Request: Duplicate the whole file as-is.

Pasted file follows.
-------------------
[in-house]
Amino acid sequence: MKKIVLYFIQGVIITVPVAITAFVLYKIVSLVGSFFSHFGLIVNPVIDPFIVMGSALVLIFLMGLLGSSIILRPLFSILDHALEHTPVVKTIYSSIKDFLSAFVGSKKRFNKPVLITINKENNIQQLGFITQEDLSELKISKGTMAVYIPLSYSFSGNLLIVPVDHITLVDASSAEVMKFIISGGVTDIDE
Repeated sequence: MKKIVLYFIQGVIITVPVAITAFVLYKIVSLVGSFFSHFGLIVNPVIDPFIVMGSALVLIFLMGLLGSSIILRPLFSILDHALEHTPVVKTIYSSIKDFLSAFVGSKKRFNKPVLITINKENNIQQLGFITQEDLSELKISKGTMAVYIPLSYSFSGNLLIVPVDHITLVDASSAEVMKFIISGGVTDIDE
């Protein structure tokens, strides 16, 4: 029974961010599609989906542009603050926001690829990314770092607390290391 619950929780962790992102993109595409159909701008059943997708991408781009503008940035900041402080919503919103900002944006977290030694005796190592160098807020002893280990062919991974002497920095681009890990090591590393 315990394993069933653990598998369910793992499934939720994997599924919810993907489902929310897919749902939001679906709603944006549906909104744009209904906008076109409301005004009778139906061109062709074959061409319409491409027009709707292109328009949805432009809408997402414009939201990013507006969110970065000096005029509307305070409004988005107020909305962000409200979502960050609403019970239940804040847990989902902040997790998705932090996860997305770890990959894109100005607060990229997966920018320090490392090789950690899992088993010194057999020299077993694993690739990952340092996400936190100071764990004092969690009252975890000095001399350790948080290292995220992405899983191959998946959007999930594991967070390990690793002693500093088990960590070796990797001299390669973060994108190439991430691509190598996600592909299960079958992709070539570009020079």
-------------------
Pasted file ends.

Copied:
[in-house]
Amino acid sequence: MKKIVLYFIQGVIITVPVAITAFVLYKIVSLVGSFFSHFGLIVNPVIDPFIVMGSALVLIFLMGLLGSSIILRPLFSILDHALEHTPVVKTIYSSIKDFLSAFVGSKKRFNKPVLITINKENNIQQLGFITQEDLSELKISKGTMAVYIPLSYSFSGNLLIVPVDHITLVDASSAEVMKFIISGGVTDIDE
Repeated sequence: MKKIVLYFIQGVIITVPVAITAFVLYKIVSLVGSFFSHFGLIVNPVIDPFIVMGSALVLIFLMGLLGSSIILRPLFSILDHALEHTPVVKTIYSSIKDFLSAFVGSKKRFNKPVLITINKENNIQQLGFITQEDLSELKISKGTMAVYIPLSYSFSGNLLIVPVDHITLVDASSAEVMKFIISGGVTDIDE
């Protein structure tokens, strides 16, 4: 029974961010599609989906542009603050926001690829990314770092607390290391 619950929780962790992102993109595409159909701008059943997708991408781009503008940035900041402080919503919103900002944006977290030694005796190592160098807020002893280990062919991974002497920095681009890990090591590393 315990394993069933653990598998369910793992499934939720994997599924919810993907489902929310897919749902939001679906709603944006549906909104744009209904906008076109409301005004009778139906061109062709074959061409319409491409027009709707292109328009949805432009809408997402414009939201990013507006969110970065000096005029509307305070409004988005107020909305962000409200979502960050609403019970239940804040847990989902902040997790998705932090996860997305770890990959894109100005607060990229997966920018320090490392090789950690899992088993010194057999020299077993694993690739990952340092996400936190100071764990004092969690009252975890000095001399350790948080290292995220992405899983191959998946959007999930594991967070390990690793002693500093088990960590070796990797001299390669973060994108190439991430691509190598996600592909299960079958992709070539570009020079």